Blogging toward Christmas: Magi at the manger
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For the first five years of my ministry, I served a small church bereft of young children. Christmas presented the perfect opportunity to delve into the mystery of the incarnation; our Christmas Eve services dripped with candle wax and Christology.
In my new call as an associate pastor at a large suburban congregation, I'm responsible for the Christmas Eve pageant. Candles are out--too dangerous for the wee ones--and there's little room at the inn for theological rumination when there are donkey-costuming logistics and Joseph-casting crises to address. (If anyone has ideas about how to convince high school boys that acting in a pageant is cool, do share.)
My colleague Jan, from whom I inherited this task, is mildly scandalized by my decision to include a manger-side visit from the Magi. I figure if Glee has taught us anything, it's that mash-ups are a way of honoring original sources--Luke and Matthew should be pleased that their work has been given a pop culture remix. But Jan's concern is valid. She doesn't want us to treat these stories as if they are no more sacred than tales of Santa Claus or the tooth fairy, so that the children grow up and feel they've been misled.
I know the pain of such disillusion; I experienced it the other day when I reread Luke's Gospel and realized that the cattle were nowhere to be seen, let alone heard lowing lullabies to the little Lord Jesus. The manger is there, but the beloved animals are not. There isn't so much as a donkey for transportation. To think that Aleem Maqbool went to all that trouble to travel from Nazareth to Bethlehem by donkey for that BBC special a few years ago!
wish I could say I didn't immediately dash to Jan's office to share my victory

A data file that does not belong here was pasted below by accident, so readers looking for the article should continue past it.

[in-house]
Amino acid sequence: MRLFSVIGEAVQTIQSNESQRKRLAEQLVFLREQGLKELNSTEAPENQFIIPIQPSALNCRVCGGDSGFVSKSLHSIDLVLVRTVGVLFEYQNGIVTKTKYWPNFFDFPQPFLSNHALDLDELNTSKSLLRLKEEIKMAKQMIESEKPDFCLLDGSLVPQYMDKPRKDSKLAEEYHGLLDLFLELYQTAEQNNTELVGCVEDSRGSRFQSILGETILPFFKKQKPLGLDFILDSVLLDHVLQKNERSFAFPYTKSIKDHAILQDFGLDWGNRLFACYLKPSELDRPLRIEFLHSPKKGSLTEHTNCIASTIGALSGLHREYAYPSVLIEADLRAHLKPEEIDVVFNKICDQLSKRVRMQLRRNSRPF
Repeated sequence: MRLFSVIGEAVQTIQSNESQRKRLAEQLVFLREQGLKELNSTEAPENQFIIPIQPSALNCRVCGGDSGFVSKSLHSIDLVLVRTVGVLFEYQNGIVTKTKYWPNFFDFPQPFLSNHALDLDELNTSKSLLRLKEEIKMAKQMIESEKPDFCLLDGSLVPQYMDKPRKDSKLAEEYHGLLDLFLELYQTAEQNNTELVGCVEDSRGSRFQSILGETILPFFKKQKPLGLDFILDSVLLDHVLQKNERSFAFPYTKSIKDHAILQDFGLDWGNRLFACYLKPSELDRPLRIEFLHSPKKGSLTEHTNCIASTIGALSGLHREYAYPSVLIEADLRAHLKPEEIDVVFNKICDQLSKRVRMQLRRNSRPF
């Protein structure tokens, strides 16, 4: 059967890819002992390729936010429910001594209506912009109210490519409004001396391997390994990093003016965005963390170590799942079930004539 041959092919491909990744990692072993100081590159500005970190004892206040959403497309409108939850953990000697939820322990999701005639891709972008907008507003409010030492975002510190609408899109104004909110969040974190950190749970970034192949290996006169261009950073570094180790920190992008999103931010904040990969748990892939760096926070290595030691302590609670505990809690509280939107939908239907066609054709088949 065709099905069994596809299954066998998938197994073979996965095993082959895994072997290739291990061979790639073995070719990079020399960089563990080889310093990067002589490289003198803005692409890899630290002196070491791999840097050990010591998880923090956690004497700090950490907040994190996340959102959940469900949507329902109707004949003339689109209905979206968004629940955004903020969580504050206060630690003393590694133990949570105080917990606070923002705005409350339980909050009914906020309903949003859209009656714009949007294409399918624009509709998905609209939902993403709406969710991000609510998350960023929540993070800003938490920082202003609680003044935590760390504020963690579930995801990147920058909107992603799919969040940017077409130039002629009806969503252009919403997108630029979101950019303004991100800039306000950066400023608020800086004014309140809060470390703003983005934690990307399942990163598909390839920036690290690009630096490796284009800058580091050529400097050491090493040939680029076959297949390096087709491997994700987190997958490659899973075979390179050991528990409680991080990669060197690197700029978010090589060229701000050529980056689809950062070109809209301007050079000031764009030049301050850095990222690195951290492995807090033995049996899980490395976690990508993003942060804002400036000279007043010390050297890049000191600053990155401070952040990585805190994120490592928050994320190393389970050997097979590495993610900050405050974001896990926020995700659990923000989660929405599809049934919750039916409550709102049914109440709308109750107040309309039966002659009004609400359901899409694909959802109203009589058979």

discovery. Perhaps I would have had more self-control if she hadn't scribbled, "Can one of the kings be Elvis?" in the
margin of my pageant draft.
Christians are familiar with the nativity story, but not only from hearing it read at church. We're also familiar with it through popular culture, the story as it is refracted through art, hymnody and The Greatest Christmas Pageant Ever. I'm not sure this is a bad thing; after all, these interpretations honor the spirit of the incarnation by fleshing out the stories. All those apocryphal details give us more to grasp and be grasped by.
Of course, this means that it is all but impossible for people to really hear Luke's account of Jesus' birth, no matter how eloquently Linus or the liturgist reads it. This may be a gift to the preacher, in a roundabout way. The pressure's off. There's no need to parade our complicated theology, which tends to make sermons so heavy they land with a thunk two feet in front of the pulpit. There's no need to fret about textual inaccuracies-- some people will see the three kings whether they are there or not.
All we can do is tell the story with great hospitality, making room for the whole beautiful mess into which Christ is born: the sorrows, anxieties, distractions, shallows and even the imaginations.